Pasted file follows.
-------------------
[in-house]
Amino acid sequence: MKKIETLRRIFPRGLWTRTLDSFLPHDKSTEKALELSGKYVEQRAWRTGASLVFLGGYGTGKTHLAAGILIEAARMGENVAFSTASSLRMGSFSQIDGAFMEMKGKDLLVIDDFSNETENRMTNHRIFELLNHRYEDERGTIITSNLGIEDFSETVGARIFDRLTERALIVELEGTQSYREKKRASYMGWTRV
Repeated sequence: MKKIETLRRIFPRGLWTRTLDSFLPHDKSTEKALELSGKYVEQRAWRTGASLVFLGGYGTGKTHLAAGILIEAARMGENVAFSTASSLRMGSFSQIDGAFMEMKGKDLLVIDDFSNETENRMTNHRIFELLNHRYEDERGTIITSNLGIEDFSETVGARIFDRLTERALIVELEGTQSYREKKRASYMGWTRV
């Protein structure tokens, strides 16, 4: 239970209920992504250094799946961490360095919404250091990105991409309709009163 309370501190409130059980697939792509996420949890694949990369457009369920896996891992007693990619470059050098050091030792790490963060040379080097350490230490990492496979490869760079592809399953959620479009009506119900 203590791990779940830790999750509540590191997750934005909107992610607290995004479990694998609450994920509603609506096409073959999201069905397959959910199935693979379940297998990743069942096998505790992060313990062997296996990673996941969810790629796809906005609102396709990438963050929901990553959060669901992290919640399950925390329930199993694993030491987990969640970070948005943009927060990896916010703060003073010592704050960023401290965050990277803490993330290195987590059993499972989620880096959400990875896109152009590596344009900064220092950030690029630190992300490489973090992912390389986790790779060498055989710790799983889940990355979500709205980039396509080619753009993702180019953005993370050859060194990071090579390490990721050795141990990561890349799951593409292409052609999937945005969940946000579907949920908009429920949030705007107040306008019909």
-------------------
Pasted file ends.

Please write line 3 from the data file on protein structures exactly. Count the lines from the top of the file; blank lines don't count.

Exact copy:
Repeated sequence: MKKIETLRRIFPRGLWTRTLDSFLPHDKSTEKALELSGKYVEQRAWRTGASLVFLGGYGTGKTHLAAGILIEAARMGENVAFSTASSLRMGSFSQIDGAFMEMKGKDLLVIDDFSNETENRMTNHRIFELLNHRYEDERGTIITSNLGIEDFSETVGARIFDRLTERALIVELEGTQSYREKKRASYMGWTRV